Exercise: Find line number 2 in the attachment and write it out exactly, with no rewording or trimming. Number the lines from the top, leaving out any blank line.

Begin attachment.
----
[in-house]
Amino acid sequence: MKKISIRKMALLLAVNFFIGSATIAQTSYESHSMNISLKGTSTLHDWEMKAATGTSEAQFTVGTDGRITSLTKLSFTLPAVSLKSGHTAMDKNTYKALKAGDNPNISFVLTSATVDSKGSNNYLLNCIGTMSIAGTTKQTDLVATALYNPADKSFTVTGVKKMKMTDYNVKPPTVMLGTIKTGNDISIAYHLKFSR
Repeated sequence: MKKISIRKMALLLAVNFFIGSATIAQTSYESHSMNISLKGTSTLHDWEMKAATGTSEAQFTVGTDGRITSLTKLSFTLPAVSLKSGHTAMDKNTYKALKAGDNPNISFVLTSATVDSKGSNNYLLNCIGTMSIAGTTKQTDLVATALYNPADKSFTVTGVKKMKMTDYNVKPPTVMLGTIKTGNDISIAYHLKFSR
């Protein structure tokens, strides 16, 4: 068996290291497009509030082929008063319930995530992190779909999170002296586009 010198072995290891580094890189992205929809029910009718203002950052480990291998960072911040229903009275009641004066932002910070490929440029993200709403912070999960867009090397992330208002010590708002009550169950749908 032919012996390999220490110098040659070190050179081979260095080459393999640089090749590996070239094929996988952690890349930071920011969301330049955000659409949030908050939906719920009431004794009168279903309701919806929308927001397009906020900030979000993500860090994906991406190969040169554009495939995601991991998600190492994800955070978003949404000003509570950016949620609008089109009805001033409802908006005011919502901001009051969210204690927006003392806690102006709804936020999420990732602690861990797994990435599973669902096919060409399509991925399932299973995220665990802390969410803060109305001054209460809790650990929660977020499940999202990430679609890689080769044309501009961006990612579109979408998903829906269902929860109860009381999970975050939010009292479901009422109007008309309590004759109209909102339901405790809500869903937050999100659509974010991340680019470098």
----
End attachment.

Amino acid sequence: MKKISIRKMALLLAVNFFIGSATIAQTSYESHSMNISLKGTSTLHDWEMKAATGTSEAQFTVGTDGRITSLTKLSFTLPAVSLKSGHTAMDKNTYKALKAGDNPNISFVLTSATVDSKGSNNYLLNCIGTMSIAGTTKQTDLVATALYNPADKSFTVTGVKKMKMTDYNVKPPTVMLGTIKTGNDISIAYHLKFSR